News Feed Discussions Questions re: inguinal hernia repair

  • Questions re: inguinal hernia repair

    Posted by DavidJ on February 6, 2018 at 11:19 am

    I am trying to decide between an open mesh and no mesh (Shouldice) repair for my inguinal hernia. I have a couple of Qs for medics/others which will help me decide:

    With an open mesh repair what if anything prevents adhesions to bowel/peritoneal tissue? Is this a significant risk?

    With an open mesh repair is mesh migration/shrinkage a significant risk?

    If there is a recurrence, is it easier to repair a primary shouldice repair or a primary open mesh repair? My thought was that an open mesh repair of a failed shouldice repair might be easier than another open mesh repair of a failed open mesh repair.

    Thank you.

    Beenthere replied 6 years ago 4 Members · 9 Replies
  • 9 Replies
  • Beenthere

    February 26, 2018 at 7:27 pm

    Good intentions

    I hate to write and I am not very good but I think we come from the same side of the debate. When this first started I requested no mesh, my surgeon quote an expert said it had to be done with mesh. I relented since at the time I was a complete novice of having a surgery. I think my post about no mesh and mesh with to possibility of recurrence in no longer on the site or very old. At my age in my 50’s if I was told the truth about mesh I would take my chances with no mesh and recurrence over mesh and the pain and other side effects post surgery. I found out after my surgery and even asking the surgeon and staff multiple times what about side effects or complication from this surgery. I was told less than an 8% total, only to find out this facility in fact had a 25 to 30 percent post surgical pain after one year. If I would have been told this I could of held off on this semi elective surgery.

    When the problems started the facility thought it could be an allergic reaction to the surgical clips or the mesh. They tested me with the clips but both the manufacture and the facility that performed the hernia surgery would not provide a sample of the mesh so I could be tested. I even offered to buy a sample.

    What I meant if I had a choice mesh or no mesh with a top specialist in this field I would go no mesh and take my chance on a recurrence. But if I had a surgeon like mine who had no clue on what he was doing (he used mesh) without mesh or a true specialist using mesh I would go with mesh.

    I saw Dr for my sports hernia today but I found it interesting he stated for a sports hernia he is going back to an open surgery!!!!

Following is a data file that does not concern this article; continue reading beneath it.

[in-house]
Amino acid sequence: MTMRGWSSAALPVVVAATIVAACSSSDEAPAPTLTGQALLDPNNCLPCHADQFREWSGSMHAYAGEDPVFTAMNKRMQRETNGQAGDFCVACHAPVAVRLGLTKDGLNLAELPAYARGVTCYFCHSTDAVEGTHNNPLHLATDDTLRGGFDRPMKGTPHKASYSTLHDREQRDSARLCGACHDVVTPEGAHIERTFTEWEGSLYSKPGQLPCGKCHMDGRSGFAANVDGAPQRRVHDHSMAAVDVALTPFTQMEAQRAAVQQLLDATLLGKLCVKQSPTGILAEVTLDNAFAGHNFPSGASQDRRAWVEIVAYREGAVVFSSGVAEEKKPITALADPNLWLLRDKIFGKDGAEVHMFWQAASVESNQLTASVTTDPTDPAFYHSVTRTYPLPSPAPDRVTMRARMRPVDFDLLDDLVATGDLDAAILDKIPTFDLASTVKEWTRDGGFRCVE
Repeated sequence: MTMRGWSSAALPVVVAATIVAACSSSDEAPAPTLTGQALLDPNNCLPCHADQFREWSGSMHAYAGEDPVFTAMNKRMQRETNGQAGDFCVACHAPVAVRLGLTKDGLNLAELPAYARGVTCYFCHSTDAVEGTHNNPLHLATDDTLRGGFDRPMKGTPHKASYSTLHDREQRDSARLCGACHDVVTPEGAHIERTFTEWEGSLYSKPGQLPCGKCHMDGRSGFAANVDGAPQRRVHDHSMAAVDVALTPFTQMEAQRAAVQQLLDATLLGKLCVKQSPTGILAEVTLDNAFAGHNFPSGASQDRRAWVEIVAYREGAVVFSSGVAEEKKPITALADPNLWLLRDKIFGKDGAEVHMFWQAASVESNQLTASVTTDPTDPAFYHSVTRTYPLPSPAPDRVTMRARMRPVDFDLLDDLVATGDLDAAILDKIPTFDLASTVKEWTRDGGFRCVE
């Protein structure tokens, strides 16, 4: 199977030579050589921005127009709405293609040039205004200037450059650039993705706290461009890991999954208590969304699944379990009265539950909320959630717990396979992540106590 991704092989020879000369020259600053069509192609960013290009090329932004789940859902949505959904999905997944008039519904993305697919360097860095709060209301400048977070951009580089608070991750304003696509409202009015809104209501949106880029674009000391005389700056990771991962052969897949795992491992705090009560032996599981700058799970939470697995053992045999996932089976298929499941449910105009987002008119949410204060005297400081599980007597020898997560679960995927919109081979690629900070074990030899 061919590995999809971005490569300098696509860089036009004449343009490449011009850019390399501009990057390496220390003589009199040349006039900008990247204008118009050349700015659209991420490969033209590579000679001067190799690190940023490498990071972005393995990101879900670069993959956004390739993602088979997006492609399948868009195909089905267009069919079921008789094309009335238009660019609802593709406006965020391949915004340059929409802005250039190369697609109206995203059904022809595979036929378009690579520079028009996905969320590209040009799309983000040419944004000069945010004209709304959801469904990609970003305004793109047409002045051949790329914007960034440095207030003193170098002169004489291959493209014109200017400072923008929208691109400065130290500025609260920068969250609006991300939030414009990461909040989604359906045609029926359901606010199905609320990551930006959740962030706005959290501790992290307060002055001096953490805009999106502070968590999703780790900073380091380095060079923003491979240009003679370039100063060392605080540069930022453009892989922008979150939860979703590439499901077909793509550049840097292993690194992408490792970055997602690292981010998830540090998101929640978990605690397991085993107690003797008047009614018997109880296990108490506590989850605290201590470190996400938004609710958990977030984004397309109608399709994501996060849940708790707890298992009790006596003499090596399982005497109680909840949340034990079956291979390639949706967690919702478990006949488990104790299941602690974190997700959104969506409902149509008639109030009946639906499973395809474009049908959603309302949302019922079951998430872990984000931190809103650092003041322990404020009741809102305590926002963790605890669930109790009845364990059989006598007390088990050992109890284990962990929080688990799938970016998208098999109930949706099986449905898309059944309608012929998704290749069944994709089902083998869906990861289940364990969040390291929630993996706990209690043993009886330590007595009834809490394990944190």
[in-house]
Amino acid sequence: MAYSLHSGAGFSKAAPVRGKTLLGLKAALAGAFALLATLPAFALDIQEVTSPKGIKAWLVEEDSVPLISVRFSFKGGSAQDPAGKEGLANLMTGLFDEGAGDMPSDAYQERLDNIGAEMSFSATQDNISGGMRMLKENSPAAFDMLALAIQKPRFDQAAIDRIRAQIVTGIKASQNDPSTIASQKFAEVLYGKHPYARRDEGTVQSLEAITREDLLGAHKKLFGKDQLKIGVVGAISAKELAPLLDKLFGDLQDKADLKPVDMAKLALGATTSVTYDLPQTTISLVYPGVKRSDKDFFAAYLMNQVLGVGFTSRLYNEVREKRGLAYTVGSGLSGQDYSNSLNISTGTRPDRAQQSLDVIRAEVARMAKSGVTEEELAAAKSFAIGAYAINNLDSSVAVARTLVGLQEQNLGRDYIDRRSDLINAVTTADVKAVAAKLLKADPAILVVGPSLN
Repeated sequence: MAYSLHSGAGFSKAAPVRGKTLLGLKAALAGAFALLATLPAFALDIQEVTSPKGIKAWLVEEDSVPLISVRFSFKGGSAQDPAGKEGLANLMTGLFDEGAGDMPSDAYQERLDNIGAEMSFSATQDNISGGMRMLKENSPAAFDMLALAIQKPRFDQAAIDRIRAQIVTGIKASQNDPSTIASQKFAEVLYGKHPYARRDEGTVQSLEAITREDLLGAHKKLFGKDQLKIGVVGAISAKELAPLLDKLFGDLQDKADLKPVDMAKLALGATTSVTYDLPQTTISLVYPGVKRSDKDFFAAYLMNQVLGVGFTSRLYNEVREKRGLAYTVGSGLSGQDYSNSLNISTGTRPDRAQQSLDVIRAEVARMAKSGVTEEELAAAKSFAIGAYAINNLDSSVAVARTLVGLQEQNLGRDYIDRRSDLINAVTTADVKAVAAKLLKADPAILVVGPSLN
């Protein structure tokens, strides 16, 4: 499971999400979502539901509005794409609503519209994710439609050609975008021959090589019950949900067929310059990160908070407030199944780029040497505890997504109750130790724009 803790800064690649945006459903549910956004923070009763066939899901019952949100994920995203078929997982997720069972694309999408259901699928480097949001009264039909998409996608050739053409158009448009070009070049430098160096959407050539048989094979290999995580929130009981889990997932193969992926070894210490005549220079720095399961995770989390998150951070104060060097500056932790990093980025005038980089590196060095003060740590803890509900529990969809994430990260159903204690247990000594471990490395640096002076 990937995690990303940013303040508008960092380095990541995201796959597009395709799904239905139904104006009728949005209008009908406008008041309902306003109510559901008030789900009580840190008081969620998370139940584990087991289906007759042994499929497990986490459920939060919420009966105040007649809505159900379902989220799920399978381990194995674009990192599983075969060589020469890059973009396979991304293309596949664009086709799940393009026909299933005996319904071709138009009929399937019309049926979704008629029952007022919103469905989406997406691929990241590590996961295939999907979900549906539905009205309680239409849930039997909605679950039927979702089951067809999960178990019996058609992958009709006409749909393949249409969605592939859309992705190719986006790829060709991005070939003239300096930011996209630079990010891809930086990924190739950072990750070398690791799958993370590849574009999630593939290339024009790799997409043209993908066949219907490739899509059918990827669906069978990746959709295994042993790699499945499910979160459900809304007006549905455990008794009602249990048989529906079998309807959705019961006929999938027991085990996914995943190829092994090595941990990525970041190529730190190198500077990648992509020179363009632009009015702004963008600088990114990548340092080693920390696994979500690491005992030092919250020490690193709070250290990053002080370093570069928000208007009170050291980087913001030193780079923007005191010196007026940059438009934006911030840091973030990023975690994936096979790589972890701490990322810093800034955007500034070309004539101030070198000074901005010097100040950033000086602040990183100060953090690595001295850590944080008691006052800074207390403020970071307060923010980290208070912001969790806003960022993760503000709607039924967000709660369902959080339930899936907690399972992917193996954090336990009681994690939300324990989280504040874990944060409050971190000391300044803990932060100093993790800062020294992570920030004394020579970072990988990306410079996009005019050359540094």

My thoughts doing an open no mesh surgery takes more time and skill to right(patients prospective)than slapping in mesh!

  • DavidJ

    February 26, 2018 at 12:20 pm

    Thank you. Some more things to think about.

  • Good intentions

    February 26, 2018 at 2:40 am
    quote Beenthere:

    The knowledge, skill and experience have more to do with the outcome than mesh or no mesh.

    Beenthere, I know that you’ve been through a lot, I’ve read your posts. But this, what you wrote above, is the standard meme being propagated by the medical device makers. I think that many doctors and surgeons actually believe this to be true also. No surgeon wants to think that what they are doing can cause harm. So, it’s easier to believe that it was the fault of an unskilled surgeon, a beginner maybe, not the mesh material itself, that is causing people harm

    I think that this is one reason that surgeons are so resistant when their patients come back with problems. It’s just not supposed to be, especially if they are very skilled. They did everything “right”. But some or all of the mesh materials are not “right”. So it won’t matter how skilled the surgeon is, it’s the material that is the problem.

    My surgeon was top-notch and actually part of a group that trained and certified fellow surgeons in the latest laparoscopic techniques. It didn’t matter, it was the Bard Soft Mesh itself that caused the problem, via constant inflammation. He did everything by the book.

    The industry has a huge investment in the process and the materials. So much so that it’s almost incomprehensible to them that it’s not working the way they thought it was going to. Or, worse, it is known to some, but the business is too good to change anything, Like gun sales. Until a better material is developed, the surgeons will continue forward with what they were trained to do, hoping that stories like mine are total outliers. There will be a constant stream of injured patients, populating forums like this one. And probably many more people who just aren’t harmed enough to seek help, or post on forums like this, but aren’t in the shape that they were promised. Diminished, but still functional. The harm isn’t on/off, black or white, it’s a continuous spectrum.

    It’s a terrible situation, with doctors and patients both, and other medical professionals, constantly seeing these mesh inflammation problems. Imagine being in the healing profession and knowing that there’s something wrong with what you’re doing, but having no one to turn to to help figure it out. Only a few people are stepping up to address the reality of what they see, but progress is very slow.